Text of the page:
Follow the surfaced road as it heads north-westwards for a few miles, passing Sand Farm as it crosses the Cherry Cobb Sands. Shortly after New House Farm on the right the road curves around sharply to the right. At this point continue straight on down a tarmac driveway that leads to the farm at Little Humber. It should be noted that this is not a public right of way, and therefore walking along it is slightly naughty.
Walk along the driveway, which is surfaced throughout, to Little Humber and then join the public road that head northwards for a couple of kilometres from the farm. When this road ends at a T-junction turn left along another road that heads southwestwards for a little under a mile before turning to the right and crossing over the Thorngumbald Drain. The road continues on, passing Paull church and the road leading to Paull Battery, before finally entering the village of Paull. Follow the road as it curves around to the right and then take the second road to the left, which leads down to a very attractive disused lighthouse. Follow the road as it curves to the right along the riverfront and the post office is about a hundred yards ahead on the right.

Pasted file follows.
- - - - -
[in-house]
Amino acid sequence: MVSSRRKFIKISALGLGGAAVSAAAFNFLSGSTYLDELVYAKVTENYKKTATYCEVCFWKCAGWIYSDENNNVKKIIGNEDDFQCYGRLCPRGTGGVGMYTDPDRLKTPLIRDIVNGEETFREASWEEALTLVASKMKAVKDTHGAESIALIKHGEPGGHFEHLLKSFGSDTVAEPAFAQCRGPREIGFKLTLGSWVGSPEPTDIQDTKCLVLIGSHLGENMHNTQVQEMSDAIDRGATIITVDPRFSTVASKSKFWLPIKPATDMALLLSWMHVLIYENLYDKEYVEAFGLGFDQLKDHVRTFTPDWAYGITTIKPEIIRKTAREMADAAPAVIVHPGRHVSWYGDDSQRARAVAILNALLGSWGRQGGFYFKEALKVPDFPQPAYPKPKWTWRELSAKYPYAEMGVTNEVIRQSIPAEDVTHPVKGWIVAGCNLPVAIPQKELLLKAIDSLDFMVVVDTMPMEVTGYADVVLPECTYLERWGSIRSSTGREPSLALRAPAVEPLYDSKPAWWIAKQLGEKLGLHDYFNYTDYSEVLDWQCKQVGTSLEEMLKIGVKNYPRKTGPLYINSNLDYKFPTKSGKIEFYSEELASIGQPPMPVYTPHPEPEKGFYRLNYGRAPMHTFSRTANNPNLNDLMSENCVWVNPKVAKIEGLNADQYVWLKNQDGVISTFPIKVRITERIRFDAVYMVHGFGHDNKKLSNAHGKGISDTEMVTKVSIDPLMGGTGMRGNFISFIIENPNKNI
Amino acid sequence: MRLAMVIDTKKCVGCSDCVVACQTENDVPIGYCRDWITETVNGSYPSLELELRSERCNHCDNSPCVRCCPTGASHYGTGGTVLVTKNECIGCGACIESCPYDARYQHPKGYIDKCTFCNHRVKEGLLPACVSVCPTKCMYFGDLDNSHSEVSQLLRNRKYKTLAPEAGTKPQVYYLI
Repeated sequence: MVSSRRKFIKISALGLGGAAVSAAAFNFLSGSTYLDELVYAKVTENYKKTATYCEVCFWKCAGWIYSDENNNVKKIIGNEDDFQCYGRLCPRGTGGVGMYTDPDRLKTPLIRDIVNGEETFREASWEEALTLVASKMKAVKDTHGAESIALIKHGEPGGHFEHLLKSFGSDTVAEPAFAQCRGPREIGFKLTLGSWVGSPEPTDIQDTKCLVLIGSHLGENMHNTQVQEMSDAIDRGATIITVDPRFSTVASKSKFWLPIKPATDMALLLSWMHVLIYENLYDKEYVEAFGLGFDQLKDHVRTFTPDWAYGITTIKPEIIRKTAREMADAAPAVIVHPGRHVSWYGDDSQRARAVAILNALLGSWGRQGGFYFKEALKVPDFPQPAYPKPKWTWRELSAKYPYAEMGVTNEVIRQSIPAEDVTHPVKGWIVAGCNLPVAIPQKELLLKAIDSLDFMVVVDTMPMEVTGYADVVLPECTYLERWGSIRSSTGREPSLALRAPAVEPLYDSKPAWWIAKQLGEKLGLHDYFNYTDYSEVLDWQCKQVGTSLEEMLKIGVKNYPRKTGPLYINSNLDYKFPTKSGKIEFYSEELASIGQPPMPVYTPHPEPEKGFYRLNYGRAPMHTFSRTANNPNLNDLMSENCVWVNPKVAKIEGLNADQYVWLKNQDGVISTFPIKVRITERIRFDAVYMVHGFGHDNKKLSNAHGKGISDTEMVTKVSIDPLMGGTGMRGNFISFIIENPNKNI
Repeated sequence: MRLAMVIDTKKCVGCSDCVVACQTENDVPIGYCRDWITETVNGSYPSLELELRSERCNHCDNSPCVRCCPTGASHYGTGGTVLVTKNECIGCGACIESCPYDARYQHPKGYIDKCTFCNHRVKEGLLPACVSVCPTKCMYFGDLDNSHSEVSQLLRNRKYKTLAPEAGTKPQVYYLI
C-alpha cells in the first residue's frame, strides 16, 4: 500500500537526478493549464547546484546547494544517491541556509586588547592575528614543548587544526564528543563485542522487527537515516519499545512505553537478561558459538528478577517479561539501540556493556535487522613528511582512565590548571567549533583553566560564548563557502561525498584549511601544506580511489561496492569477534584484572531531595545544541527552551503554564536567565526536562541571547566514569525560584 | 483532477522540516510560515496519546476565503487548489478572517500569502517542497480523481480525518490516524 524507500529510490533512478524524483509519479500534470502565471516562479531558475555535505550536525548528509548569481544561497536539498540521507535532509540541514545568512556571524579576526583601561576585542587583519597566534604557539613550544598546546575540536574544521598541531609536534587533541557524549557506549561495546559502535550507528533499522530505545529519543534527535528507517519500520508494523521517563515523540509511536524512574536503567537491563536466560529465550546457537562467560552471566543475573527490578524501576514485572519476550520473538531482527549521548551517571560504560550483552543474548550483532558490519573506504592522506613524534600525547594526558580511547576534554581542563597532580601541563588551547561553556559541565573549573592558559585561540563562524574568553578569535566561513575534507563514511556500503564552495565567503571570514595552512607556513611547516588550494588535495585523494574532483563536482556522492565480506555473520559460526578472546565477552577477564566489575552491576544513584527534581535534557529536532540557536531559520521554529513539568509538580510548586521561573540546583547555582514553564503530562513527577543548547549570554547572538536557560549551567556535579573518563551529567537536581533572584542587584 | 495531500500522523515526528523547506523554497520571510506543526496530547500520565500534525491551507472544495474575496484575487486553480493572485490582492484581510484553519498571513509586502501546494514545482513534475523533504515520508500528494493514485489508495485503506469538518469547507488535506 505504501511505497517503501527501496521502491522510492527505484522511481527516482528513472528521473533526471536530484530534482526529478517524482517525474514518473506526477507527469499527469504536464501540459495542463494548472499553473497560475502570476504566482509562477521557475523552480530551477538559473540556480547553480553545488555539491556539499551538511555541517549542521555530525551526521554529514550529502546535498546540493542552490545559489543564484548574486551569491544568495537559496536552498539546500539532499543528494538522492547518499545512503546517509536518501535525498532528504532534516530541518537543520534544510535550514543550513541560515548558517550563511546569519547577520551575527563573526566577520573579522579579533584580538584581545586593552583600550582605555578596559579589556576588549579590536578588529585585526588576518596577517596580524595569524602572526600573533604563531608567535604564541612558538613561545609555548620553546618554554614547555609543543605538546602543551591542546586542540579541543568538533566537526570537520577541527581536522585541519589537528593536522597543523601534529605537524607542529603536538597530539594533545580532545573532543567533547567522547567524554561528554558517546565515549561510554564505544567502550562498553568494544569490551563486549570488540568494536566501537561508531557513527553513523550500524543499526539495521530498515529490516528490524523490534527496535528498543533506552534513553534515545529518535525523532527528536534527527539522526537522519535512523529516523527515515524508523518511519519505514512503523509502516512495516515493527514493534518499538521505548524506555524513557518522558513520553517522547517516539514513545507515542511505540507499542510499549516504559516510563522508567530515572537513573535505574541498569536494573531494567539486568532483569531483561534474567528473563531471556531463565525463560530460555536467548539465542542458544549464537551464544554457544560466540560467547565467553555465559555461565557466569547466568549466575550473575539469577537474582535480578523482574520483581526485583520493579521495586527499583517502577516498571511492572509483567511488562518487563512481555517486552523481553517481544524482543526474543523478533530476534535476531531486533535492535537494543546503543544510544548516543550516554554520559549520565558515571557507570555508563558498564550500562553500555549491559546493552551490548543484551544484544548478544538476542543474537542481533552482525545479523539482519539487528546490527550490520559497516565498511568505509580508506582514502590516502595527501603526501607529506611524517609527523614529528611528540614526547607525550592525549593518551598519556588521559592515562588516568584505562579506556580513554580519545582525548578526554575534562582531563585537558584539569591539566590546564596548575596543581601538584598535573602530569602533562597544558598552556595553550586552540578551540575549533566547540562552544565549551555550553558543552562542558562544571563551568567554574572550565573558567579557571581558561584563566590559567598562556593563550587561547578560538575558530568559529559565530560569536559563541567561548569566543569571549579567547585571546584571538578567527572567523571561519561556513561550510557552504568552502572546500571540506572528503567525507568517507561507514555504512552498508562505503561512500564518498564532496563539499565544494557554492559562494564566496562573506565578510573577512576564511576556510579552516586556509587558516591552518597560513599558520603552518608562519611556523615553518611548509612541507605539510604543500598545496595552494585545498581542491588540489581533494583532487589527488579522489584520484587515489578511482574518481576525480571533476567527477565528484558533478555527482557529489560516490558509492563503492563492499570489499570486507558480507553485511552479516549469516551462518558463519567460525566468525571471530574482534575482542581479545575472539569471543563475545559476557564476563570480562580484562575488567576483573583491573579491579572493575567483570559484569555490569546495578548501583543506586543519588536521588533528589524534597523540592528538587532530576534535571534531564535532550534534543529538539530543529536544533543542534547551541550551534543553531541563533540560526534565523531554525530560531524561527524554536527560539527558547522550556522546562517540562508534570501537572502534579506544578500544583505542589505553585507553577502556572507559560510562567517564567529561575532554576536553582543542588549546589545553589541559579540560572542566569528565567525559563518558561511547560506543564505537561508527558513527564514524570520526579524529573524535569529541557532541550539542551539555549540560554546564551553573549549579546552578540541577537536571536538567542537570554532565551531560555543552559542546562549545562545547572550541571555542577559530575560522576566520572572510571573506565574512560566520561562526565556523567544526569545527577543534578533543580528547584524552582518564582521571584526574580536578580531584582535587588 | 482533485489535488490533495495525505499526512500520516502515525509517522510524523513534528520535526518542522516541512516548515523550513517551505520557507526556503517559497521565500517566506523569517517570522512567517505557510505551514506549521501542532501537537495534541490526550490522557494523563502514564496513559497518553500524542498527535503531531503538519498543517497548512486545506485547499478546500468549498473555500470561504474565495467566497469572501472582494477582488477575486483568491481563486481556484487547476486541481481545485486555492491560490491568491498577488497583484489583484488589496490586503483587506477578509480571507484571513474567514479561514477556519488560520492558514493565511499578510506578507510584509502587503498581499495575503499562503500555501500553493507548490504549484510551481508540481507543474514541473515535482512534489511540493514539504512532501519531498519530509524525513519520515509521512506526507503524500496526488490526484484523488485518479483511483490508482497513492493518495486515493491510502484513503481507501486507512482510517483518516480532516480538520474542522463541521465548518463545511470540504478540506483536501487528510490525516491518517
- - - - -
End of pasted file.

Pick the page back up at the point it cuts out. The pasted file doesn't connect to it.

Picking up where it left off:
This makes a total distance of 18.9 miles, with 154 feet of ascent and 154 feet of descent.
We stayed at the St Quinton caravan site, Sandalwood, Hull Road, Easington, Hull, HU12 0TE, tel. 01964 650273. The pitch cost us six pounds for the night, although as the owners were away we had to put the money through the letterbox. This was the third night that we have stayed at this campsite, as there is a lack of good campsites in the immediate area.
Please note that I take no responsibility for anything that may happen when following these directions. If you intend to follow this route, then please use the relevant maps and check the route out before you go out. As always when walking, use common sense and you should be fine.
If you find any information on any of these routes that is inaccurate, or you wish to add anything, then please email me.
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And finally, enjoy your walking!